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The gold mineralization in the Numanoue Project is classified as rift-related, low-sulfidation epithermal. Mineralization is typically associated with quartz-adularia-sericite±calcite in silicified and veined- or brecciated-structures, including dark sulfidic material, termed ginguro bands. The Numanoue mine, located near the center of the tenement, is hosted within a 5.0 x 1.0 km, northeasterly-elongate, hypabyssal rhyolite intrusion that cuts felsic tuff and rhyolitic lava sequences of Miocene age.

The Numanoue lode system strikes predominantly west-northwesterly to east-northeasterly and dips sub-vertically. Mineralized structures can be traced up to 400 m (Matsu Hi Vein). Average vein widths range from 0.2-4.5 m and past-production grades range from 2.7-17.0 g/t Au and 15-1,500 g/t Ag (Table 1)2. Veins display crustiform-colloform banding, comb and cockade quartz textures typical of epithermal systems.  Milky white quartz occurs in the lode centers and is surrounded by ‘bosa-type’, brittlely-fractured, fine-grained quartz (Photo 1). Bonanza zones are described as localized at the intersection of veins with faults and tend to be more prevalent where the host rhyolite is massive and lacks flow banding2. The presence of contrasting vein styles and textures suggests overprinting and multiple stages of hydrothermal vein fill and mineralization.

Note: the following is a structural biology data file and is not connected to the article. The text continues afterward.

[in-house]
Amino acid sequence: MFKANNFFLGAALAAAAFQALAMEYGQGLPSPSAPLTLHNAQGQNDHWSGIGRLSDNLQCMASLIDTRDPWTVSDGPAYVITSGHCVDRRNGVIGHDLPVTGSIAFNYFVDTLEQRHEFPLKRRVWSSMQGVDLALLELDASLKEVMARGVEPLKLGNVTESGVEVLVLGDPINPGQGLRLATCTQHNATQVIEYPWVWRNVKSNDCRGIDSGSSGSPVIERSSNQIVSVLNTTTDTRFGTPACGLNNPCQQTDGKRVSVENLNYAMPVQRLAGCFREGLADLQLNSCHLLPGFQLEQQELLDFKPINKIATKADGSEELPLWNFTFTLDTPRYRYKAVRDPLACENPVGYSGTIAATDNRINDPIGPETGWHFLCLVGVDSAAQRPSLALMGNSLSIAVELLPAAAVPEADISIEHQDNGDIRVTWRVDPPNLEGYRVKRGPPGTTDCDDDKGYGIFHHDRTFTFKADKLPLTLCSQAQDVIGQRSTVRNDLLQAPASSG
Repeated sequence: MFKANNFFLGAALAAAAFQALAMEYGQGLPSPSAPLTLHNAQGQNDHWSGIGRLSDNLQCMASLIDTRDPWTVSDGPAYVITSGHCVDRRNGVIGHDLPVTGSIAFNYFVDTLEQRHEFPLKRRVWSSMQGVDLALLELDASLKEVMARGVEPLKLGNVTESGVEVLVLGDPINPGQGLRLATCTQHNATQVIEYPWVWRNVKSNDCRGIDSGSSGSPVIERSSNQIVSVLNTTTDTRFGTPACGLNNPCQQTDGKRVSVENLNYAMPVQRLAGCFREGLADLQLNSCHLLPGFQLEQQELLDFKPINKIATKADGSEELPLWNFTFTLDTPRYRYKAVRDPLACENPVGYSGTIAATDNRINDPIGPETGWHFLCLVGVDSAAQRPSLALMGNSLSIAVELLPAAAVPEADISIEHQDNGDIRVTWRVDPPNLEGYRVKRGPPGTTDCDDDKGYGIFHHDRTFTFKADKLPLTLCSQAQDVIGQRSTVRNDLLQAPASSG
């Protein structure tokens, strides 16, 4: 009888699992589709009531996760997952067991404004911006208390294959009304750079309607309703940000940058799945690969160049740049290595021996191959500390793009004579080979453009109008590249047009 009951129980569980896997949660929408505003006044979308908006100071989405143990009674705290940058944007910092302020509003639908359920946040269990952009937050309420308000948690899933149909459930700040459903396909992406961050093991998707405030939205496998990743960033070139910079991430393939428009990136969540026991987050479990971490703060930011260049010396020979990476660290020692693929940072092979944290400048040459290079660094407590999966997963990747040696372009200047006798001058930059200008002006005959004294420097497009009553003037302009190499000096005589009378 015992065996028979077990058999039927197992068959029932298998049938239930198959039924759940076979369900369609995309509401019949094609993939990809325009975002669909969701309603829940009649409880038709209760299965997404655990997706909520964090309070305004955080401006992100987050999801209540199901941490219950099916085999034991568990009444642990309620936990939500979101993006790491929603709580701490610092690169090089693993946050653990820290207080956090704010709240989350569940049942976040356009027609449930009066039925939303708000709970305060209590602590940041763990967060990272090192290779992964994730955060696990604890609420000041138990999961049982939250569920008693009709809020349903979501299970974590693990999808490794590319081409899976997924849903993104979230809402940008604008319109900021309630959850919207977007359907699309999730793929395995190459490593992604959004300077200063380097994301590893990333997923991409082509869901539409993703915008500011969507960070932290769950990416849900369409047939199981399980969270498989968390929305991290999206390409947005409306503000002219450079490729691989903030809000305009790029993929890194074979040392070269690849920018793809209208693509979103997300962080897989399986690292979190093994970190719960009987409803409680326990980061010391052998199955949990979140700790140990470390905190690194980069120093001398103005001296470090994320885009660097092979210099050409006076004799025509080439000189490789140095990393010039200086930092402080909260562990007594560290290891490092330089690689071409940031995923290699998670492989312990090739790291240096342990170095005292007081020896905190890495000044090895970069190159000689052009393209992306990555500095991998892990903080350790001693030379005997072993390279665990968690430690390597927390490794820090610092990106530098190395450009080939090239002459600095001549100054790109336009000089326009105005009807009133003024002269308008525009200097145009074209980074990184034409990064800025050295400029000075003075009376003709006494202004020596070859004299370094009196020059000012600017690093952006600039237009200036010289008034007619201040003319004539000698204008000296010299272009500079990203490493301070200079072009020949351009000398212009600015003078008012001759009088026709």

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  • numanoue_img5S.jpgHistorical Numanoue mine stope with water discharge and ocherous iron precipitates